The Japanese sound artist's second album is the result of a ten-year investigation on the sound properties of water, in line with her previous LP in 2009. Based on the use of waterbowls—porcelain bowls filled with water and amplified via hydrophones—her musical practice is now enriched with experiments with the environment and hydrophonic feedback.
Musique Hydromantique is the second solo album by Tomoko Sauvage archiving many years of her performance-based practice on the waterbowls—the natural synthesizer of her invention, composed with porcelain bowls filled with water and amplified via hydrophones (underwater microphones). While her first album Ombrophilia (released on and/OAR in 2009) was studio-recorded /composed work, Musique Hydromantique is about experimentation and improvisation with the environment—acoustics affected by the architecture, temperature, humidity and the human presence.
For more than ten years, Sauvage has been investigating the sound and visual properties of water in different states, as well as those of ceramics, combined with electronics. Water drops, waves and bubbles are some of the elements she has been playing with to generate the fluid timbre. Since around 2010, hydrophonic feedback has been an obsession for the musician—an acoustic phenomenon that requires fine tuning depending on the amount of water, a subtle volume control and interaction with the acoustic space. Calligraphy was recorded in a genuine echo chamber, with about 10 second reverbs, situated in a former textile factory. Like an endless exercise to draw perfect curves and forms floating in the air, the subaquatic feedback frequencies are pitch-bended with the mass of water sculpted by a hand changing its quantity. Fortune Biscuit is about the singing bubbles emitted from the pieces of “biscuit” (porous terra-cotta). Depending on the texture of the surface, each biscuit makes different sound : insect and animal voices in a forest, motors, crying babies changing pitches and rhythms while absorbing the water… Clepsydra (meaning water clock) features Sauvage's classical technique, a random percussion with dripping water. She tunes the waterbowls by adding and removing water, making flowing glissando, to find the balance point in ever-changing tonalities.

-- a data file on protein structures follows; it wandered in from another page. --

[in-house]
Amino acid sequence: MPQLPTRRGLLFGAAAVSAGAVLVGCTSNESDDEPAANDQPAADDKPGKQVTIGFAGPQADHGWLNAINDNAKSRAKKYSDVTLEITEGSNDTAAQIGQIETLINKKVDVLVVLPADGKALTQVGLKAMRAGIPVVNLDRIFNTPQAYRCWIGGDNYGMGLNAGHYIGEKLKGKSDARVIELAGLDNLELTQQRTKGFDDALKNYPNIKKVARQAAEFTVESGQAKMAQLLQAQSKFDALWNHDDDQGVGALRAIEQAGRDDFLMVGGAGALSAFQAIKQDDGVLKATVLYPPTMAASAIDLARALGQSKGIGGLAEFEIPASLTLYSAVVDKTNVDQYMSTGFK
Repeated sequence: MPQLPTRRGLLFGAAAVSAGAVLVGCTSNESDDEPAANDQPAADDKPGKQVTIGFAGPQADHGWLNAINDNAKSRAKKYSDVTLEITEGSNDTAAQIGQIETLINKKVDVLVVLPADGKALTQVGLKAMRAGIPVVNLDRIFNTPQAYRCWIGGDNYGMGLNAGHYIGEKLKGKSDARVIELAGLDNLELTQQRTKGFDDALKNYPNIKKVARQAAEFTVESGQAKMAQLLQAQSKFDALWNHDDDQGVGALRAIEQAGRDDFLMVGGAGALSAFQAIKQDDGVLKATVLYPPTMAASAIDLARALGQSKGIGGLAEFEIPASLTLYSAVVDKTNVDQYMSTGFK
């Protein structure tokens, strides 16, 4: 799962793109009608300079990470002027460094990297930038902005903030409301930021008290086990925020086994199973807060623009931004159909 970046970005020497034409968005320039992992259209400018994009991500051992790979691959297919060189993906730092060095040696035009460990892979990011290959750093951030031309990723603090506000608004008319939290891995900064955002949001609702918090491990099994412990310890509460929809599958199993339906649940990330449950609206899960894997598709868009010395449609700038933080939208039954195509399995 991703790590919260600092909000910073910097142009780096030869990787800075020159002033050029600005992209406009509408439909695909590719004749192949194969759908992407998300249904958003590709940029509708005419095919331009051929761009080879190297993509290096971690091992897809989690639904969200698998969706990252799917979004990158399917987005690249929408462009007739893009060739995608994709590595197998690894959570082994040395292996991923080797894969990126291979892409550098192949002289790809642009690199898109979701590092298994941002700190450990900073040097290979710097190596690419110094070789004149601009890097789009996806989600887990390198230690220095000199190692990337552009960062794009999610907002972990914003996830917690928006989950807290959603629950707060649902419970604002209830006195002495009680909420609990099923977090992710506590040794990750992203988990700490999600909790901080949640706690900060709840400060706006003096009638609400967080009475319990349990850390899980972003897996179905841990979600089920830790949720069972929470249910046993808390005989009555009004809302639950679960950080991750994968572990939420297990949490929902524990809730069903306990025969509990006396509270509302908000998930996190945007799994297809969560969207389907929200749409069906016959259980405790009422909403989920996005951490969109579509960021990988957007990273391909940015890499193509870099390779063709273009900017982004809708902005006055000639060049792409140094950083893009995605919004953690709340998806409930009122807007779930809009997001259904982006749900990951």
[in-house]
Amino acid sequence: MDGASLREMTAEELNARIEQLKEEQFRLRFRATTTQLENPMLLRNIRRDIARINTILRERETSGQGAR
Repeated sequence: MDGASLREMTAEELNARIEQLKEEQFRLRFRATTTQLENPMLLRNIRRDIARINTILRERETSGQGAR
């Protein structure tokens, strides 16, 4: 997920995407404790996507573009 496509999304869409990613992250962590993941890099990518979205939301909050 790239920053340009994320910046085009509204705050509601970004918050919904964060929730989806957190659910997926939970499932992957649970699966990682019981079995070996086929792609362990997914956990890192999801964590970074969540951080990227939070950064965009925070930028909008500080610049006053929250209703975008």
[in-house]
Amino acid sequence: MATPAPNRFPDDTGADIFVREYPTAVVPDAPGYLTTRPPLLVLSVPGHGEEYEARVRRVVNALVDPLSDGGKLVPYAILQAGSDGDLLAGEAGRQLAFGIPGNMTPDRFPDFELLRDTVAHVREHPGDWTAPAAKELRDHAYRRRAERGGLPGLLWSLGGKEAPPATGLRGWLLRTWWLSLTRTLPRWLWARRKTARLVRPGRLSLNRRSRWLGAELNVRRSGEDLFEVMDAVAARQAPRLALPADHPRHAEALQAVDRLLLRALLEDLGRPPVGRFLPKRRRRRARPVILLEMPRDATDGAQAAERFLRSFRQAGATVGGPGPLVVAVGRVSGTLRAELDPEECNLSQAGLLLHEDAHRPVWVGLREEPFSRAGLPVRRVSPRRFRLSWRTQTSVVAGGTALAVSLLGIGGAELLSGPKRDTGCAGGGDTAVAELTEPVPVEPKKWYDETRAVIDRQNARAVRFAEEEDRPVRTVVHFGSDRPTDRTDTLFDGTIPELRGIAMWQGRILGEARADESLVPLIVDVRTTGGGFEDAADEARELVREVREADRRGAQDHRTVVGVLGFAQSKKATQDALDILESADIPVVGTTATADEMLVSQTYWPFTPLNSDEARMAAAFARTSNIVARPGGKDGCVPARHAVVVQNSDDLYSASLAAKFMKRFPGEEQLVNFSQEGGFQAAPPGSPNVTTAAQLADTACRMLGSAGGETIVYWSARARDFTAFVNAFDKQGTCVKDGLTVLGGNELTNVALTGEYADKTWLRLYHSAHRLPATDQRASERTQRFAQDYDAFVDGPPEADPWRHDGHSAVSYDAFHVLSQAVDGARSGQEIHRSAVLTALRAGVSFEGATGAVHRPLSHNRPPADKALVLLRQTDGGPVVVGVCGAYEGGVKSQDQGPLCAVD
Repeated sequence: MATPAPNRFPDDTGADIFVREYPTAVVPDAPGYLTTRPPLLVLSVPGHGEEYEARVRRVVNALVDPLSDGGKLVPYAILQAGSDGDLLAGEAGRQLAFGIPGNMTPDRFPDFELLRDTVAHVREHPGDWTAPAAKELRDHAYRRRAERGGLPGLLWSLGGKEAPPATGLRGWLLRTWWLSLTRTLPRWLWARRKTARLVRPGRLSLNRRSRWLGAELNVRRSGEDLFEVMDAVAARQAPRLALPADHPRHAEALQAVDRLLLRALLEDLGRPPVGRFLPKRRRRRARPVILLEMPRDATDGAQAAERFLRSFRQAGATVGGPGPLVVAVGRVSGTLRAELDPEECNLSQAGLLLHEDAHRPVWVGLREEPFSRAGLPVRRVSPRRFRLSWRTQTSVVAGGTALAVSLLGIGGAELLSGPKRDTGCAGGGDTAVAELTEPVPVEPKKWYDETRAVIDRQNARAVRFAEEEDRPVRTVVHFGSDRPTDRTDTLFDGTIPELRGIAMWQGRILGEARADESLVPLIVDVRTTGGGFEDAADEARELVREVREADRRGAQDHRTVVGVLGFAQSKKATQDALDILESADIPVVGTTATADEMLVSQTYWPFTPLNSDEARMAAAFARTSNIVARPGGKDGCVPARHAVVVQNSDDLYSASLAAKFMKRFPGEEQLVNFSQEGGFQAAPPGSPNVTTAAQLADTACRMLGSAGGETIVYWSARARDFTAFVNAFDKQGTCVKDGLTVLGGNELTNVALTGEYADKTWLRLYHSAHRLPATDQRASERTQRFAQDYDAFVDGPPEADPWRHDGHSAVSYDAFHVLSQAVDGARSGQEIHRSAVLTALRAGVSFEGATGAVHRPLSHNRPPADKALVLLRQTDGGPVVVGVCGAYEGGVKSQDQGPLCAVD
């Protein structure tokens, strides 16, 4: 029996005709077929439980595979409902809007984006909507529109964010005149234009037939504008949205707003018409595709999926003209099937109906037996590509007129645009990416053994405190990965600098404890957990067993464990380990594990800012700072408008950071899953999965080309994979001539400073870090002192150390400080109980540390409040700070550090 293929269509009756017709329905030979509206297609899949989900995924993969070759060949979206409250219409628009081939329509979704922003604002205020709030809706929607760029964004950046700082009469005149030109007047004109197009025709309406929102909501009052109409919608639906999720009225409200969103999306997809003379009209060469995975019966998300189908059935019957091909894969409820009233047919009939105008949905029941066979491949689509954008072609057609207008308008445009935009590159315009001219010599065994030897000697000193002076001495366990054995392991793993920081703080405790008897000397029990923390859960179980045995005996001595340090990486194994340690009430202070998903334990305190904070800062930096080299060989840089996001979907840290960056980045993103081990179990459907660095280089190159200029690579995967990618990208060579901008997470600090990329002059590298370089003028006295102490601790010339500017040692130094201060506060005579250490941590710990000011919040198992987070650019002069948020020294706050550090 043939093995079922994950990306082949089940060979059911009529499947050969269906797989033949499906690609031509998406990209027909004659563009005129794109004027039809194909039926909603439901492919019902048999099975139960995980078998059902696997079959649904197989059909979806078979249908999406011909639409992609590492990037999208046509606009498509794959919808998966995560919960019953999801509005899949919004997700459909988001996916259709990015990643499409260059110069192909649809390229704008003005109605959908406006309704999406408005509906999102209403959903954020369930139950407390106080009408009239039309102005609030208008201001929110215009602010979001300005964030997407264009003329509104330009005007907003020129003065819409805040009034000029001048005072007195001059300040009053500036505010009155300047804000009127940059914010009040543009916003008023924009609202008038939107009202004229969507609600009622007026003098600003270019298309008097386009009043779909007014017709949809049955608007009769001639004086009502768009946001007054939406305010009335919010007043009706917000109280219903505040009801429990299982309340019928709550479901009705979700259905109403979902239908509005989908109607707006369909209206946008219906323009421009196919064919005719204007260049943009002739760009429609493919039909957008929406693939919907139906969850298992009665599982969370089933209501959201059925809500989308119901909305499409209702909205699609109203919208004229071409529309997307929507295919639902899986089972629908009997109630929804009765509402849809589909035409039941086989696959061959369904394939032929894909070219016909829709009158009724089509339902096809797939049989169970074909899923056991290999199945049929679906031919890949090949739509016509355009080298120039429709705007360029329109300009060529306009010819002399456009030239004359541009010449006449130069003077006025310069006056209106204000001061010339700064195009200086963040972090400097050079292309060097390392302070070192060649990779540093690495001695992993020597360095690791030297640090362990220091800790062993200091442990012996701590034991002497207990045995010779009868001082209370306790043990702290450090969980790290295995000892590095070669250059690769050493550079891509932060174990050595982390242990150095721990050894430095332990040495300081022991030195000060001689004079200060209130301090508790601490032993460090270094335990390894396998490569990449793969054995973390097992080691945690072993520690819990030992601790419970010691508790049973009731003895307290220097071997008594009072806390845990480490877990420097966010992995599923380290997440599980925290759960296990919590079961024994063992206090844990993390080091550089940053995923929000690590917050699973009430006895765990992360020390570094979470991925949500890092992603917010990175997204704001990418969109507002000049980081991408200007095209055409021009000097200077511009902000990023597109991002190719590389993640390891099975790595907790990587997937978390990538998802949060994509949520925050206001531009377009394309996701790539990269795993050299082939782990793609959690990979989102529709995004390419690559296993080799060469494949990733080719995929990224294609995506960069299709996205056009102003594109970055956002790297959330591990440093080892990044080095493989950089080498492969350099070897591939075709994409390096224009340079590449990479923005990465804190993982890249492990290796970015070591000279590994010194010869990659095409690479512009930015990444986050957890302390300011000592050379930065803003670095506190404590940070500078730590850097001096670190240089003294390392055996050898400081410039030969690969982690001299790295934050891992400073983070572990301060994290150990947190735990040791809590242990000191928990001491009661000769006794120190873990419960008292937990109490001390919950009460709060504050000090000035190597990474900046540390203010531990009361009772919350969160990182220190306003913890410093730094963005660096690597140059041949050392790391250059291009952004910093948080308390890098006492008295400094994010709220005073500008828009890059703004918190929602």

Just as the flow of water is subject to a number of variables such as temperature and pressure, water clocks mark a time that is shifting and relative. However, slowness dominates throughout the album as a result of favoring the full resonance of the instrument, leading to a path to experiencing timelessness.
Hydromancy is a method of divination by means of water. Unpredictable bubbles and water ripples become oracles. Evaporation and acoustic space constantly play a chance operation. Through primordial materials and ritualistic yet playful gestures, Musique Hydromantique questions contemporary divination.
All the tracks are live-recorded without electronic effects or editing. They were recorded during the night or very early in the morning and the whole album is to be listened to during that period of a day.
Tomoko Sauvage, Japanese musician/sound artist based in Paris, has been working on waterbowls, porcelain bowls of different sizes, filled with water and amplified with hydrophones (under-water microphones). She plays with different forms of water—drops, waves and bubbles resonating in the bowls as well as audio feedback creating waving drones and natural overtones. Her work is about the delicate balance between controlled and uncontrolled with random percussion of droplets, acoustic characteristics of the space and the fragile tonality created with the fluid materials constantly evaporating and moving.
Sauvage has been giving performances, exhibitions and workshops in Europe, US, Canada and Japan, often in solo but also in collaboration with musicians and choreographers. Her works have been released by and/OAR (US), Aposiopèse (BE), dokidoki editions (FR), Shelter Press (FR)...
In 2011, a new set of porcelain bowls was created during her residency at La Pommerie (FR) in collaboration with Ceramic Research Center in Limoges (CRAFT).